All investors are sometimes tempted to change their relationship statuses with their stocks. But making heat-of-the-moment decisions can lead to the classic investing gaffe: buying high and selling low.
Here’s where journaling helps. (That’s right, investor: journaling. Chamomile tea is a nice touch, but it’s completely optional.)
Write down what makes every stock in your portfolio worthy of a commitment and, while your head is clear, the circumstances that would justify a breakup. For example:
Why I’m buying: Spell out what you find attractive about the company and the opportunity you see for the future. What are your expectations? What metrics matter most and what milestones will you use to judge the company’s progress? Catalog the potential pitfalls and mark which ones would be game-changers and which would be signs of a temporary setback.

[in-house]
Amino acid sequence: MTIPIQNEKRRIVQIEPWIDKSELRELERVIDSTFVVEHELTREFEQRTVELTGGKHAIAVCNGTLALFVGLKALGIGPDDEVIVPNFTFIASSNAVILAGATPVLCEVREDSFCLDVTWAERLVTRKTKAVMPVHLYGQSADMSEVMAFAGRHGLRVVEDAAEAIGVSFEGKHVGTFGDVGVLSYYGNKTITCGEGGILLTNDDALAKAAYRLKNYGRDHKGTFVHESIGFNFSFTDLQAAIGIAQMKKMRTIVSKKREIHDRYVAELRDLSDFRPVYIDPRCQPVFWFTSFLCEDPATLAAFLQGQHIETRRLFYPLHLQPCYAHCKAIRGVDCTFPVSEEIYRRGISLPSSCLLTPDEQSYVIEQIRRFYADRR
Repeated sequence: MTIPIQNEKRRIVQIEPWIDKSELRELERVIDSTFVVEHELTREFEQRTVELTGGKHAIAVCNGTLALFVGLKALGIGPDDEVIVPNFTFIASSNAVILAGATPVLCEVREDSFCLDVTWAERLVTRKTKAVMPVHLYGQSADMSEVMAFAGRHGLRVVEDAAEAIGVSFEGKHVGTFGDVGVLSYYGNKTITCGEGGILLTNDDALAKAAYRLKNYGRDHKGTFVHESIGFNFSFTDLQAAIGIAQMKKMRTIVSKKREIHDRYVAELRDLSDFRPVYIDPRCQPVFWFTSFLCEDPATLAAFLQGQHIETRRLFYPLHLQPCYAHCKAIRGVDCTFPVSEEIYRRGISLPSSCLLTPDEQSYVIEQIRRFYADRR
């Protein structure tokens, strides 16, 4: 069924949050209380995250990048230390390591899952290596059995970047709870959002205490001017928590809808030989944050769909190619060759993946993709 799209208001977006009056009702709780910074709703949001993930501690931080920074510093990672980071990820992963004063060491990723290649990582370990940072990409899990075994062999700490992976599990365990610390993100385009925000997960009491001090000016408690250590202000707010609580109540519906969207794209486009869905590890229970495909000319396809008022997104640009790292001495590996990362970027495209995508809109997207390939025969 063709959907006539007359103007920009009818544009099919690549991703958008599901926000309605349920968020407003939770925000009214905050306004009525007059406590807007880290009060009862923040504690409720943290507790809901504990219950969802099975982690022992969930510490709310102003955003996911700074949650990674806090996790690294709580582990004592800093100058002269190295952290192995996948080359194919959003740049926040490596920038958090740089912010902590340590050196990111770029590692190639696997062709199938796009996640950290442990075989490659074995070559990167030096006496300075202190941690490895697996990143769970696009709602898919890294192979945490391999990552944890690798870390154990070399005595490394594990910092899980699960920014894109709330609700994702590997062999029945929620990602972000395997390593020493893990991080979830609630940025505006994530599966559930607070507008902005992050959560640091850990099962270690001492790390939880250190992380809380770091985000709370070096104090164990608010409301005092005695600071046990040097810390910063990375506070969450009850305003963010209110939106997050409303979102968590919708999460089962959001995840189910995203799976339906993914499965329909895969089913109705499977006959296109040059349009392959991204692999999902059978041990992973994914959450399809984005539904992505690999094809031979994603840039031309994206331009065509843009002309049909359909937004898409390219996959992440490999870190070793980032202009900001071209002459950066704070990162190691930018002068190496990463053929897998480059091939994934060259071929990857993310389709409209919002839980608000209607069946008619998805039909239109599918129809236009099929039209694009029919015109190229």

What would make me sell: Sometimes there are good reasons to split up. For this part of your journal, compose an investing prenup that spells out what would drive you to sell the stock. We’re not talking about stock price movement, especially not short term, but fundamental changes to the business that affect its ability to grow over the long term. Some examples: The company loses a major customer, the CEO’s successor starts taking the business in a different direction, a major viable competitor emerges, or your investing thesis doesn’t pan out after a reasonable period of time.